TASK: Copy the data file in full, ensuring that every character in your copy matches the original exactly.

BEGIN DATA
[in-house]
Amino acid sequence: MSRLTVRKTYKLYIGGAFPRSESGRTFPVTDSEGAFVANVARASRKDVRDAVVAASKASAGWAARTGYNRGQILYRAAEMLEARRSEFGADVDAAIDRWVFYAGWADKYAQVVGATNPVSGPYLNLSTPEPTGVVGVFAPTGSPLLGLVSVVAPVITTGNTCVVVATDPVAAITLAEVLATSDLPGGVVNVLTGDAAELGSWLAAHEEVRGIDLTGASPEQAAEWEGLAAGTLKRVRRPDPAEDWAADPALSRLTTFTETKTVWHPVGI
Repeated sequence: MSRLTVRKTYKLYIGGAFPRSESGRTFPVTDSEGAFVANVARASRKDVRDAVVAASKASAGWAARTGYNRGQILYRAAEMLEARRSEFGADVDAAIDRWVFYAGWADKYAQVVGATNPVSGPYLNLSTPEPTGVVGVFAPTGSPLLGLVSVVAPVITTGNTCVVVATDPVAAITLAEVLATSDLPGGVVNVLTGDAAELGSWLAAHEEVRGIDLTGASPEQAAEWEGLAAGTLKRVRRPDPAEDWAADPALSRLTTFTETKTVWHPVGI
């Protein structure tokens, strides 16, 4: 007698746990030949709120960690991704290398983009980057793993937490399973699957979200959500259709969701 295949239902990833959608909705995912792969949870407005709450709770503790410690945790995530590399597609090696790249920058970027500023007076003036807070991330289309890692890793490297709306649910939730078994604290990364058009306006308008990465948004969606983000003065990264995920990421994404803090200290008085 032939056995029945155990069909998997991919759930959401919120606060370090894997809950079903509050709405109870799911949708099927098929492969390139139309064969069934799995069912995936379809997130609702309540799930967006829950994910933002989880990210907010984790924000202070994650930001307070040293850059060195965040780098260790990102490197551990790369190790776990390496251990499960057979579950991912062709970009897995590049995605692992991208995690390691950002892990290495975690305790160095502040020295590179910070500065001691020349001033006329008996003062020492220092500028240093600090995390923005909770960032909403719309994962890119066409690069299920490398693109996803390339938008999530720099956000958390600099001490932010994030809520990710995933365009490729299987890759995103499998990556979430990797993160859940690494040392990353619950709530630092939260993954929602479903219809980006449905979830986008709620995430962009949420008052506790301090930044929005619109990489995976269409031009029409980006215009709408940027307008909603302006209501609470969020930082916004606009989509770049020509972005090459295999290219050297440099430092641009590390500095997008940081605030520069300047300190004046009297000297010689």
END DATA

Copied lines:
[in-house]
Amino acid sequence: MSRLTVRKTYKLYIGGAFPRSESGRTFPVTDSEGAFVANVARASRKDVRDAVVAASKASAGWAARTGYNRGQILYRAAEMLEARRSEFGADVDAAIDRWVFYAGWADKYAQVVGATNPVSGPYLNLSTPEPTGVVGVFAPTGSPLLGLVSVVAPVITTGNTCVVVATDPVAAITLAEVLATSDLPGGVVNVLTGDAAELGSWLAAHEEVRGIDLTGASPEQAAEWEGLAAGTLKRVRRPDPAEDWAADPALSRLTTFTETKTVWHPVGI
Repeated sequence: MSRLTVRKTYKLYIGGAFPRSESGRTFPVTDSEGAFVANVARASRKDVRDAVVAASKASAGWAARTGYNRGQILYRAAEMLEARRSEFGADVDAAIDRWVFYAGWADKYAQVVGATNPVSGPYLNLSTPEPTGVVGVFAPTGSPLLGLVSVVAPVITTGNTCVVVATDPVAAITLAEVLATSDLPGGVVNVLTGDAAELGSWLAAHEEVRGIDLTGASPEQAAEWEGLAAGTLKRVRRPDPAEDWAADPALSRLTTFTETKTVWHPVGI
């Protein structure tokens, strides 16, 4: 007698746990030949709120960690991704290398983009980057793993937490399973699957979200959500259709969701 295949239902990833959608909705995912792969949870407005709450709770503790410690945790995530590399597609090696790249920058970027500023007076003036807070991330289309890692890793490297709306649910939730078994604290990364058009306006308008990465948004969606983000003065990264995920990421994404803090200290008085 032939056995029945155990069909998997991919759930959401919120606060370090894997809950079903509050709405109870799911949708099927098929492969390139139309064969069934799995069912995936379809997130609702309540799930967006829950994910933002989880990210907010984790924000202070994650930001307070040293850059060195965040780098260790990102490197551990790369190790776990390496251990499960057979579950991912062709970009897995590049995605692992991208995690390691950002892990290495975690305790160095502040020295590179910070500065001691020349001033006329008996003062020492220092500028240093600090995390923005909770960032909403719309994962890119066409690069299920490398693109996803390339938008999530720099956000958390600099001490932010994030809520990710995933365009490729299987890759995103499998990556979430990797993160859940690494040392990353619950709530630092939260993954929602479903219809980006449905979830986008709620995430962009949420008052506790301090930044929005619109990489995976269409031009029409980006215009709408940027307008909603302006209501609470969020930082916004606009989509770049020509972005090459295999290219050297440099430092641009590390500095997008940081605030520069300047300190004046009297000297010689």